10 Tips for Low Light Photography
Photographers have been advised over the years that light is the key to a good photo. As a photographer myself, I found that the hunt for the right light for a specific idea that I had in mind would take up so much time, when all I wanted to do was shoot. Late last year I attended a workshop which changed my mind completely with regards to lighting – improvising, having the right equipment, and being creative with the light became more of a priority. I started to look for other options once I knew that low-light can result in blurriness and indeed take lots of extra time to edit.
Here are a few of the methods I use to take advantage of a low-light situation:
Many people forget to shoot in RAW, or choose jpeg due to the fact that they consider it an easier option. In reality, the jpeg option makes it more difficult to add light to the image if it has been shot in low-light. Shooting in RAW makes it easier to add light to images shot in darker situations through editing software, resulting in a better overall quality of image.
Monitoring exposure through the viewfinder and shooting in manual mode gives you the opportunity to tweak settings as you go. Don’t forget to put your camera in aperture priority mode.
If you’re not already outside, go outside! Acting like giant light diffusers, clouds remove harsh light flares and the sharp shadows that you may encounter when using a flash inside.
Find the light path
When shooting outside, make sure that you get familiar with the proper orientation of the site with relationship to the path of the sun and moon. There are a few Smartphone apps which can show the path of the sun and moon – Lightpath accurately does this for any one place at a specific time of the day.
Movement is rather easy to capture in conditions of low-light. To add a distinct contrast to an image, make sure the moving item is against a stationary object.
If you shoot at a purposely slow shutter speed, you can achieve a more artistic image, particularly in low-light conditions. Stabilising your camera with a tripod or at least something that will help to steady is a must, particularly when you have shutter speeds that are less than 1/100 of a second. An important thing to remember is more light gets into the camera the longer the shutter is open. The correct shutter speed settings is essential for low light photography.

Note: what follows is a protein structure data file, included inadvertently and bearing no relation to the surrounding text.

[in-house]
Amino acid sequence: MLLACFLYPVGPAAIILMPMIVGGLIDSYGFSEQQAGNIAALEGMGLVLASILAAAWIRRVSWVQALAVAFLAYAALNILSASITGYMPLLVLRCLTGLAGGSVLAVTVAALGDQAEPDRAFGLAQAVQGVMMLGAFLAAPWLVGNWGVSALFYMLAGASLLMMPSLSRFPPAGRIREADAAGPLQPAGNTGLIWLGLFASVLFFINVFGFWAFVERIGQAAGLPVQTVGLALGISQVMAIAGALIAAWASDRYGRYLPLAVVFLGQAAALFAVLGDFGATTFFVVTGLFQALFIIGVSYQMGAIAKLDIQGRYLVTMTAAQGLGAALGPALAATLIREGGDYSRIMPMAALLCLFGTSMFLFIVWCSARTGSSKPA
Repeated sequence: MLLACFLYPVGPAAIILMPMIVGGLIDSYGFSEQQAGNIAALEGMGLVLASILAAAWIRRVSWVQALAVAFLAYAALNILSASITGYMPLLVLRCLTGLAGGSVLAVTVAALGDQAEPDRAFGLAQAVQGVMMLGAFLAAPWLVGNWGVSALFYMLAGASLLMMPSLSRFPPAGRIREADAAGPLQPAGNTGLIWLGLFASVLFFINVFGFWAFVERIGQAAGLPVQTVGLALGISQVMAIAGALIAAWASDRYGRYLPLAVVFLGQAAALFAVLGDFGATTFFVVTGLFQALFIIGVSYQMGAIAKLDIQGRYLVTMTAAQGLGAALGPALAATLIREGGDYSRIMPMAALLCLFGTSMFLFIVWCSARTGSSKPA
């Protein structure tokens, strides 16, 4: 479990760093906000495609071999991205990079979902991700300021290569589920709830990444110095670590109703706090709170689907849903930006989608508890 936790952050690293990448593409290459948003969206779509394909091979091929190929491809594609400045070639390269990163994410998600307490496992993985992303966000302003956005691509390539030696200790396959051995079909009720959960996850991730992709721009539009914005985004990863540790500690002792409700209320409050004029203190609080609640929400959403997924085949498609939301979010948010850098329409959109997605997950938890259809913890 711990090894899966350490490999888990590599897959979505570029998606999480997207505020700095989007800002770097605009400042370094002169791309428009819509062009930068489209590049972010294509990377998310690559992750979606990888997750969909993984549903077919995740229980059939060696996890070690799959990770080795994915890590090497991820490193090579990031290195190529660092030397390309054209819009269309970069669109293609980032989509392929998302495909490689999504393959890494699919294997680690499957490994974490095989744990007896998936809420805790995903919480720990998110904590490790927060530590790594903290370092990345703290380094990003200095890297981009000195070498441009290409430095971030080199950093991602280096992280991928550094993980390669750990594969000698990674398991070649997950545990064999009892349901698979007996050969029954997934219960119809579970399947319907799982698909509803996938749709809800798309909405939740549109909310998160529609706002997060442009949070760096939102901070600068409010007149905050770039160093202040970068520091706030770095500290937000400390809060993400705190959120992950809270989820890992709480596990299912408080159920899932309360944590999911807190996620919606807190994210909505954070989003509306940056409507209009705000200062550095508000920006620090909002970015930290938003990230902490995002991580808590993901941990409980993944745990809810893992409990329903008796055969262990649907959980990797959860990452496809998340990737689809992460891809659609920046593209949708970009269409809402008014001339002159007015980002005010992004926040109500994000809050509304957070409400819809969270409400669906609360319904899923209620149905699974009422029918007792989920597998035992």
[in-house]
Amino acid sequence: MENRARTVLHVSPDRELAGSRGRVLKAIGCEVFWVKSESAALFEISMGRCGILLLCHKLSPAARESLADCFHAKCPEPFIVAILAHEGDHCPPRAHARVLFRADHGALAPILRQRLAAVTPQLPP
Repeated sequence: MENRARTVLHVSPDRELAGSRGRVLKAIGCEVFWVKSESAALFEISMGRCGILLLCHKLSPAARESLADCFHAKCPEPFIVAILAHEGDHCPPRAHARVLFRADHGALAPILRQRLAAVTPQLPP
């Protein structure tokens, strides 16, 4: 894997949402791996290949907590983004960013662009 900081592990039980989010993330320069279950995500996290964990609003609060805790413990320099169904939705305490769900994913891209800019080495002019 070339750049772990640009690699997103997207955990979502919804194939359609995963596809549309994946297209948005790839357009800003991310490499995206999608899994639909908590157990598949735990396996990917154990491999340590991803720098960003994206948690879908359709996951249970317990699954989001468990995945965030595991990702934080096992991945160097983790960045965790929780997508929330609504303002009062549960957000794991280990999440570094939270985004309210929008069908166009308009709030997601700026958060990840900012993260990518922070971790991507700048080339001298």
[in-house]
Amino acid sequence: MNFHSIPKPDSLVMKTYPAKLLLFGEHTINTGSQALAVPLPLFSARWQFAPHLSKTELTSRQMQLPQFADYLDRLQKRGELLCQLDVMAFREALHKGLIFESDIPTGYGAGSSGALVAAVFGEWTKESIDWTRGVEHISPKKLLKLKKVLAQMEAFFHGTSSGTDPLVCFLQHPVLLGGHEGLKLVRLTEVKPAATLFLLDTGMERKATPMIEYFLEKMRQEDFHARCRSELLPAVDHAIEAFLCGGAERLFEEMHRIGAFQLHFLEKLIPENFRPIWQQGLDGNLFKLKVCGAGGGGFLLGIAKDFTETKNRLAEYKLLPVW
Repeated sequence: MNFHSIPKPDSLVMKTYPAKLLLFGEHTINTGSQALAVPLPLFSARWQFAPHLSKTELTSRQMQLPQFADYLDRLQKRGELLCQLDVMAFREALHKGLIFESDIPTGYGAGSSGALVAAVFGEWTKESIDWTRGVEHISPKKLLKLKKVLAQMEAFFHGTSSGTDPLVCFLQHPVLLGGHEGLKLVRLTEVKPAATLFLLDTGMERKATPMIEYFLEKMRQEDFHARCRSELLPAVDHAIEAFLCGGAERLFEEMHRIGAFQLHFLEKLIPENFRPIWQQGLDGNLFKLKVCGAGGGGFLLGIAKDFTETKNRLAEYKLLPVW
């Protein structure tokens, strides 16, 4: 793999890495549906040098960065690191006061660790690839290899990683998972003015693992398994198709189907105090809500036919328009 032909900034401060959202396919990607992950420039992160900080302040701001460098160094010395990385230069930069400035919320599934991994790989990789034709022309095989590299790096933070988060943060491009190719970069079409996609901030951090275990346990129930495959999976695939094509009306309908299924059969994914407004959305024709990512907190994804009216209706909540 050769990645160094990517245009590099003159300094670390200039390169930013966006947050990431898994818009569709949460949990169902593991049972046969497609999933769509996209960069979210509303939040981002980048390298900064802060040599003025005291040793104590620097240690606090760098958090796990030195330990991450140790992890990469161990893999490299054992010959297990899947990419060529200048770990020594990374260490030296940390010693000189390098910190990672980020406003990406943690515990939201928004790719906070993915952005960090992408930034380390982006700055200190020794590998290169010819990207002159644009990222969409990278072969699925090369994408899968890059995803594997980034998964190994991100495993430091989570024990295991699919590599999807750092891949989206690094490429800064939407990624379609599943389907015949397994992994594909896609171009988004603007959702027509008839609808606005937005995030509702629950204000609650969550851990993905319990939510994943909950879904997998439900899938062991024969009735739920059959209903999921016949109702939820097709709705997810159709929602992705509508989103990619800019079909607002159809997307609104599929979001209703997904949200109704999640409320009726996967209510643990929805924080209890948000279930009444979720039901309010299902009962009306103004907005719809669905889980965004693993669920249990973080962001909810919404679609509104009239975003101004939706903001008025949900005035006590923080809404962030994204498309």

By using a flash gun, you can control where the light is going. There are many options of how this is done, my favourite being hitting a subject from a different angle, or deflecting it so that the image is softened.
Use a reflector
When you use a reflector, harsh direct light and shadows are eliminated and light from the flash is softened. You can buy a flash reflector pretty cheaply, or you could also make your own. A more expensive type of reflector is an umbrella reflector, which professionals use to reflect light evenly onto their subjects.
Up the ISO
An increase in ISO may mean that your image suffers from noise, but this can be easily fixed with some post-processing if you shoot in RAW.
Creativity is key!
If you’re shooting in the dark, how about playing with lights? A glow torch, sparkler or regular torch are ideal to paint with light or create light graffiti. If you decide to try this out, make sure you wear dark clothing, set your camera to a low exposure (a bulb setting or 20+ seconds is suggested) and if you’re working in a group, make sure you plan what you’re going to do.
Lastly, don’t forget about settings and adjusting these for the different techniques that you may want to try out. Here are a few suggestions:
- Hand held: Fast exposure, High ISO, Wide Aperture
- Indoor: Fast exposure, High ISO, Wide Aperture, Flash
- Stars: Long exposure, Low ISO, Medium Aperture, Tripod
- City Lights: Long exposure, Low ISO, Medium Aperture, Tripod
Matthew writes full-time for Solopress Printing Services. Solopress can bring your photographs and designs to life with their vast range of quality print services.